"We would have to start with the railroad," Sicard said. "It would have to be something they would have to do first, and they would reach out to the town."

WW Resident October 06, 2011 at 12:26 PM
Matt, thanks for coverage on this topic!! Here's my take - I confess I prefer the bridge remain low so as to minimize truck traffic through town. I think more effective signage should be placed warning of the height. **Most importantly, I think that there should be a pedestrian solution - this is critical because if anyone was walking on that narrow sidewalk under the bridge during one of those many accidents, there would be a fatality. I hope our selectmen recognize this as a danger (a car-hit-pedestrian fatality waiting to happen) to our residents and respond/act as needed. I don't know the answer - a pedestrian tunnel running parallel to east street? Stairs up to the tracks and a platform to cross the bridge to stairs on the other side? A two way stop light activated by pedestrians when walking under the bridge? Maybe none of these ideas work or make sense, but I think the town needs to start thinking of a solution and act on this.
Matt Perkins (Editor) October 06, 2011 at 01:26 PM
Thanks for the feedback and input on this issue! Those are all great thoughts, and I will definitely work to keep readers informed of any potential developments that may arise on that end.
Cobber October 07, 2011 at 12:11 AM
Regarding trucks hitting the bridge: I saw a neat bridge protection device used in Iceland. A certain distance from each bridge, there was a pole with a horizontal arm that had a long metal plate on chains, painted in a black and yellow diagonal pattern somit was visible. Plate was placed at the same clearance height as the upcoming bridge. Trucks would hit that metal plate well before the bridge, alerting them of the upcoming height restriction. One of those devices could be placed before Carroll Ave., perhaps on a telephone pole or street light pole so the truck could turn around there. Another such device could be placed near Morrison Field for trucks coming the other way so the could turn down Stratford or the CVS parking lot to turn around.
WW Resident October 17, 2011 at 02:43 PM
Another accident under the bridge this morning... broken glass everywhere. Lucky again no pedestrian fatality.
Peter Cameron February 04, 2013 at 11:37 PM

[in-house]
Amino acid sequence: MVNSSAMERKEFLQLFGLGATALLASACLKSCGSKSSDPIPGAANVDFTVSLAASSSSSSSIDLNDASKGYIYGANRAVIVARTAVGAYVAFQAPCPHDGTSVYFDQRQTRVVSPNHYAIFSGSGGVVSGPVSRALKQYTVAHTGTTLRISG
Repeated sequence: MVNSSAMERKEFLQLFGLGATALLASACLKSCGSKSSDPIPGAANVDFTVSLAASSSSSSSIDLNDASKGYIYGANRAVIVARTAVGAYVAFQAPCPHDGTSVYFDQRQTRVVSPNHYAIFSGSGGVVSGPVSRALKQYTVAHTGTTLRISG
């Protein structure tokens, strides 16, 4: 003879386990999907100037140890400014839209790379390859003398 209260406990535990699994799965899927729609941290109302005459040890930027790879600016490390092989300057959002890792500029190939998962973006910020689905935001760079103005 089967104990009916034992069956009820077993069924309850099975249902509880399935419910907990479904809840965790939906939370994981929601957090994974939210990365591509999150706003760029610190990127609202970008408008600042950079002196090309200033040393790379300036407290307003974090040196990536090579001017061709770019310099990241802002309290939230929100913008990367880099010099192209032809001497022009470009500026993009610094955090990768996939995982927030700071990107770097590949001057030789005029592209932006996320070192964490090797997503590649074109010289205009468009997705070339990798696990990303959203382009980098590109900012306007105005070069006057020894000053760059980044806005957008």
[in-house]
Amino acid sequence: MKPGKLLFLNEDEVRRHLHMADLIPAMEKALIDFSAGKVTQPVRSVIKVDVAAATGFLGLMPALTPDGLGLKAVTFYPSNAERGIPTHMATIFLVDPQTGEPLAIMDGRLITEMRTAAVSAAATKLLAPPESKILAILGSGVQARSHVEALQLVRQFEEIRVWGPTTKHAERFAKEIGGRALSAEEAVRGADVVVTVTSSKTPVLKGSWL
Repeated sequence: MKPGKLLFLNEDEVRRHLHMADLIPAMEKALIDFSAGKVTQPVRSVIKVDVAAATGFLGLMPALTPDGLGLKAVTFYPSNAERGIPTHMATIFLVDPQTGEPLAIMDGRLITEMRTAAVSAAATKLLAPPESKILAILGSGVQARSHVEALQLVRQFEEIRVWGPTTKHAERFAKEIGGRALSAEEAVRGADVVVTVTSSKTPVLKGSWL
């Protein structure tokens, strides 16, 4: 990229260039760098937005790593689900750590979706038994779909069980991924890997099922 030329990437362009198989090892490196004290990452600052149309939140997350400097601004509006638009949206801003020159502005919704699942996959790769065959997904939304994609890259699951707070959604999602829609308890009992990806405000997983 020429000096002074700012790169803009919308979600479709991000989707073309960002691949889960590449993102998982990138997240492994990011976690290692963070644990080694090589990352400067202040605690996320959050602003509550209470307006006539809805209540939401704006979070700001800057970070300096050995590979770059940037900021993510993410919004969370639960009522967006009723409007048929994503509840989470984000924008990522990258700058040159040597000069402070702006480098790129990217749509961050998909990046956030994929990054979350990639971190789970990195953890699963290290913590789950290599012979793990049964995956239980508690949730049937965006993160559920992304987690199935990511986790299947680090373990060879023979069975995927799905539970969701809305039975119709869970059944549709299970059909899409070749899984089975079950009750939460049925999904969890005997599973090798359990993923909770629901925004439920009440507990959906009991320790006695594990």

I lived in the town, One street away from the bridge(Carroll ave.)trucks hitting the bridge was one of those things that used to bring neighbors out of their homes, Sort of like when we used to get those huge snow storms. One time a truck transporting hams hit the bridge, Needless to say we all enjoyed some good dinners and some left over sandwiches after that crash. They should look back a bit further, They would find out we had at least two trucks a month hit that bridge, Between the years 1978-1984 This is the point in my story thats going to make me seem not so bright. I wrote an article in the dedham transcript in 1986 about the hazard problems that this bridge was creating. Jump forward one month...My buddy and I following our girlfriends back to my house in our company truck...You guessed it, Took off the top like a sardine can #$%* How dumb did I feel? when the cop showed up he nearly peed himself when he saw it was me. I guess my point is this, They have wasted a lot of time over a lot of years and nothing has ever been done to change this. If anyone is interested back when I wrote the article the transportation people did have the drawings done up( at a substantial cost) so they exist some where. Good luck.

Boards

More »
Got a question? Something on your mind? Talk to your community, directly.
Note Article
Just a short thought to get the word out quickly about anything in your neighborhood.
Share something with your neighbors.What's on your mind?What's on your mind?Make an announcement, speak your mind, or sell somethingPost something